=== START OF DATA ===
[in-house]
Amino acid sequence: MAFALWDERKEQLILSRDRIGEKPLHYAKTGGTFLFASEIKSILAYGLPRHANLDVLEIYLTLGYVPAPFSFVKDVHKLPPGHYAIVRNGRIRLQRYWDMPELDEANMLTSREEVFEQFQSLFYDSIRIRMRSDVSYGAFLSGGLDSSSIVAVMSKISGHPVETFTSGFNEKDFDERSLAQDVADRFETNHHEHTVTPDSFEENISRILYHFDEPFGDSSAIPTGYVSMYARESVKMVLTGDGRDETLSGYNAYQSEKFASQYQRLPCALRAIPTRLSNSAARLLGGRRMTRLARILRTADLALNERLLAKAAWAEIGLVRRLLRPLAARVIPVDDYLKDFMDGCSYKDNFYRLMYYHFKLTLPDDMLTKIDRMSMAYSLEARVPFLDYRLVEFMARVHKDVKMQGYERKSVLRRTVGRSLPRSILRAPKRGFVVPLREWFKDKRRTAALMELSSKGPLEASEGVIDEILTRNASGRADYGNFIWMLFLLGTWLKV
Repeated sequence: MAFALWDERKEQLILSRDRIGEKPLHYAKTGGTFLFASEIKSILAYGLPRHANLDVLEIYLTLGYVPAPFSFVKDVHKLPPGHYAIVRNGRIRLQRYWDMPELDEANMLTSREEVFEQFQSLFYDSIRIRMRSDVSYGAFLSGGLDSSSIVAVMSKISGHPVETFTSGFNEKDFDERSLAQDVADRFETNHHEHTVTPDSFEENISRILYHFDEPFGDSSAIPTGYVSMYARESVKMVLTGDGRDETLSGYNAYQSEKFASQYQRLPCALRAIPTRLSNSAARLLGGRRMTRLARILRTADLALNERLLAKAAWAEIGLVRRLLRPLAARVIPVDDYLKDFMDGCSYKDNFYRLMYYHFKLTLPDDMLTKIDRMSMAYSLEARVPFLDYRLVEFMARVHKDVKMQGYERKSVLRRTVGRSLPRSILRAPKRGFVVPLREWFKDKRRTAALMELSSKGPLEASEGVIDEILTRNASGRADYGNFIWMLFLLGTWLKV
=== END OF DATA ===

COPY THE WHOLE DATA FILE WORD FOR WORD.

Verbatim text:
[in-house]
Amino acid sequence: MAFALWDERKEQLILSRDRIGEKPLHYAKTGGTFLFASEIKSILAYGLPRHANLDVLEIYLTLGYVPAPFSFVKDVHKLPPGHYAIVRNGRIRLQRYWDMPELDEANMLTSREEVFEQFQSLFYDSIRIRMRSDVSYGAFLSGGLDSSSIVAVMSKISGHPVETFTSGFNEKDFDERSLAQDVADRFETNHHEHTVTPDSFEENISRILYHFDEPFGDSSAIPTGYVSMYARESVKMVLTGDGRDETLSGYNAYQSEKFASQYQRLPCALRAIPTRLSNSAARLLGGRRMTRLARILRTADLALNERLLAKAAWAEIGLVRRLLRPLAARVIPVDDYLKDFMDGCSYKDNFYRLMYYHFKLTLPDDMLTKIDRMSMAYSLEARVPFLDYRLVEFMARVHKDVKMQGYERKSVLRRTVGRSLPRSILRAPKRGFVVPLREWFKDKRRTAALMELSSKGPLEASEGVIDEILTRNASGRADYGNFIWMLFLLGTWLKV
Repeated sequence: MAFALWDERKEQLILSRDRIGEKPLHYAKTGGTFLFASEIKSILAYGLPRHANLDVLEIYLTLGYVPAPFSFVKDVHKLPPGHYAIVRNGRIRLQRYWDMPELDEANMLTSREEVFEQFQSLFYDSIRIRMRSDVSYGAFLSGGLDSSSIVAVMSKISGHPVETFTSGFNEKDFDERSLAQDVADRFETNHHEHTVTPDSFEENISRILYHFDEPFGDSSAIPTGYVSMYARESVKMVLTGDGRDETLSGYNAYQSEKFASQYQRLPCALRAIPTRLSNSAARLLGGRRMTRLARILRTADLALNERLLAKAAWAEIGLVRRLLRPLAARVIPVDDYLKDFMDGCSYKDNFYRLMYYHFKLTLPDDMLTKIDRMSMAYSLEARVPFLDYRLVEFMARVHKDVKMQGYERKSVLRRTVGRSLPRSILRAPKRGFVVPLREWFKDKRRTAALMELSSKGPLEASEGVIDEILTRNASGRADYGNFIWMLFLLGTWLKV